Bourne Grammar School has changed its policy on barring pupils from progressing to Year 13 because of poor AS-level results amid fears of a judicial review and anger from parents and students.
Some students at Bourne Grammar School were told that if they achieved less than three Ds at AS-level that they would not be able to continue their A-levels at the school in South Road.
But after the issue was covered in national newspapers over the weekend, it was revealed that the school’s policy was not in line with guidance from the Department for Education, which states students enrolled in a sixth form cannot be removed because of academic ability.
In a letter sent to pupils who were asked to leave following their AS-levels last month, headteacher Jonathan Maddox said reports of a forthcoming legal challenge to a different school “could have a bearing” on Bourne Grammar’s policy.
The letter said: “In the light of this and with the best interests of our students foremost, the chairman of governors has agreed that I may suspend our published policy on progression from Year 12 to Year 13 for progression this year.
“This means that those students who were advised, following receipts of AS-results, that it would not be in their best interests to progress into Year 13 at this school may now return, should they wish to.”
As well as explaining the policy U-turn, Mr Maddox said work in Year 13 was more demanding than in Year 12, AS and A-levels are now “more academically challenging” and the content studied at AS-level represented 40 per cent of the overall A-level content.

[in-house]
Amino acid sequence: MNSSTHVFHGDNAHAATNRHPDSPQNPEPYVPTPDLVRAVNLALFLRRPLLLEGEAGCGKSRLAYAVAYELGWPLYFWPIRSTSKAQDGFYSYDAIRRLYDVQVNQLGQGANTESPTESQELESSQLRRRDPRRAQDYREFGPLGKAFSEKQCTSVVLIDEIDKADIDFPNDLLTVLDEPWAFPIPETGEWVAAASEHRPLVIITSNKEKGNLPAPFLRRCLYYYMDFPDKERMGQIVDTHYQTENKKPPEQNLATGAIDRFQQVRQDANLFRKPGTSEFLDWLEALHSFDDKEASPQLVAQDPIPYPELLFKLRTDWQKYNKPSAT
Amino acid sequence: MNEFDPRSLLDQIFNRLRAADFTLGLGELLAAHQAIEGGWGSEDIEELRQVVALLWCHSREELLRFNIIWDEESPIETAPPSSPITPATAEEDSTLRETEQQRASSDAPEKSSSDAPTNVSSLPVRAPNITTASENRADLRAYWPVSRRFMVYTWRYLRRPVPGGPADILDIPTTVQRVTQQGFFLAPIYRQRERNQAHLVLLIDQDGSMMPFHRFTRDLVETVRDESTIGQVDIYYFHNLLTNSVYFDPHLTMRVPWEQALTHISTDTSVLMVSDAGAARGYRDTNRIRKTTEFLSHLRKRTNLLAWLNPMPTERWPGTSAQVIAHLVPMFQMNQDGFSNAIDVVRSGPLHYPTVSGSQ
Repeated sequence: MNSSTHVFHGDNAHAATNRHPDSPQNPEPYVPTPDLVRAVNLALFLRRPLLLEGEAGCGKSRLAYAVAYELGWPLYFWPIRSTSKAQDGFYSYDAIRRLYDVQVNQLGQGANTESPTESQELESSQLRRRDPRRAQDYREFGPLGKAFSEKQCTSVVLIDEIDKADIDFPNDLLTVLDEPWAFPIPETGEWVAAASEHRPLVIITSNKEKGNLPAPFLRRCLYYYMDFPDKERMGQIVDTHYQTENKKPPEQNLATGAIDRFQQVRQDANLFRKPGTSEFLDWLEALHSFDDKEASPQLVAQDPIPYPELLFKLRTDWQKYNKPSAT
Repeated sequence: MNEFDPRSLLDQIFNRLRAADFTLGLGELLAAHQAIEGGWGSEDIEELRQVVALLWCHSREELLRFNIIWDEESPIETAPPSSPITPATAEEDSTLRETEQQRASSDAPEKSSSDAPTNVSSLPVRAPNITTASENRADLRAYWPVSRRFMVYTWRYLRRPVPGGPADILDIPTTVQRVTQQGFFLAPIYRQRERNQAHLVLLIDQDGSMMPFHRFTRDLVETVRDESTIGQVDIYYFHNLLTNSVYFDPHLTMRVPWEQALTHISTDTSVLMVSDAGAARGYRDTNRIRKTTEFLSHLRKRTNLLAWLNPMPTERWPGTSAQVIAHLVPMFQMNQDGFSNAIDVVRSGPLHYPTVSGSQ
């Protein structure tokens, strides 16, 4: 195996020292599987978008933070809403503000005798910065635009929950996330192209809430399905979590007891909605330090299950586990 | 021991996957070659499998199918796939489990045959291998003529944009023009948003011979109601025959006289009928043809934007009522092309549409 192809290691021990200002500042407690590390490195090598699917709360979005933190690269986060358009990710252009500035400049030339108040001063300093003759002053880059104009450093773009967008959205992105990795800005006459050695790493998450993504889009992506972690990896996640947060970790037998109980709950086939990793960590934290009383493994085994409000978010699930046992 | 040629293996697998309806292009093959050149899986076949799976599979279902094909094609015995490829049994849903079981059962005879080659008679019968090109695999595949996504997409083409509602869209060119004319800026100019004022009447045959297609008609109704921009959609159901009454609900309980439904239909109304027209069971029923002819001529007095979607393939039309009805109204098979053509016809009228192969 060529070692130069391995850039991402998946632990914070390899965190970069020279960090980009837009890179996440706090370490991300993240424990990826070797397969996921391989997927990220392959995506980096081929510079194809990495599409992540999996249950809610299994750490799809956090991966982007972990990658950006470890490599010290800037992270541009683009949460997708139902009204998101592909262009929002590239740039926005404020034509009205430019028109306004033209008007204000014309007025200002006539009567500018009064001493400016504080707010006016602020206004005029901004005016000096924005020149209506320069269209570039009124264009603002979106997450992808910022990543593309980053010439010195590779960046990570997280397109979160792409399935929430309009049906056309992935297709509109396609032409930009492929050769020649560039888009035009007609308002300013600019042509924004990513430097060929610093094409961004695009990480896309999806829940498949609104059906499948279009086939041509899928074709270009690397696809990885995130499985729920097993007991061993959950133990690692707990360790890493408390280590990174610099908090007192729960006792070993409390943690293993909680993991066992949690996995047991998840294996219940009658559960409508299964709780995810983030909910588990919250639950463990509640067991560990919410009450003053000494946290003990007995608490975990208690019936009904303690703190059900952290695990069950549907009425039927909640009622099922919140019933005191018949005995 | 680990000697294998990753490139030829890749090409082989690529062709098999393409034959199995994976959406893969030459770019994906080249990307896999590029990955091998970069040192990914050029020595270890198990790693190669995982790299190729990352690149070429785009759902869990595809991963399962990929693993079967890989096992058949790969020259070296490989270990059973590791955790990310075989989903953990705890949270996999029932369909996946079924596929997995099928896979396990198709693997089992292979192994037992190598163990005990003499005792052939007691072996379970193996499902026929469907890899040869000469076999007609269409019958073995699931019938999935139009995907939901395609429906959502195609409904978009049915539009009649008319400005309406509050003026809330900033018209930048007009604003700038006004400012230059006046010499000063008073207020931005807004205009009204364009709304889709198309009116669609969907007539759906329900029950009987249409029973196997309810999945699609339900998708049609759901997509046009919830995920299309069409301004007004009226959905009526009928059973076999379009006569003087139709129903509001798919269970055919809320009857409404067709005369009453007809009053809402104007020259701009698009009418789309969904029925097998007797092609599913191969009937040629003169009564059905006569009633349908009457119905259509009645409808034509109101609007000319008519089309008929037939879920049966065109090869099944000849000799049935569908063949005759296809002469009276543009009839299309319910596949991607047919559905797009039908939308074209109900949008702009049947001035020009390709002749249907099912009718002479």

It was also explained in the letter that predicted A-level grades to support university applications will be based on AS grades achieved.
Many parents of the affected students contacted the Mercury to express outrage at the previous school policy.
One parent, who asked not to be named, said he was “utterly appalled” at the way his child has been treated, adding: “It is the most unwelcoming letter, they basically said “you are still rubbish, you are still not going to get the grades”.
Another furious parent said they thought the U-turn was as a result of the school trying to avoid legal action.
And another mum said that the students had just “been dumped by the school” and treated with “disdain”.
All three parents told the Mercury their child would not be taking up Mr Maddox’s offer of returning to the school because of the way they have been treated.
A DfE spokesman said: “All schools have a responsibility to provide a high-quality education to every pupil and ensure there is no limit to their potential. Students enrolled in a sixth form cannot be removed because of academic ability.
“The law is clear on this and we expect all schools to follow it. We will be taking action to remind headteachers of their responsibility on this point.”
Mr Maddox declined to comment when contacted by the Mercury this week.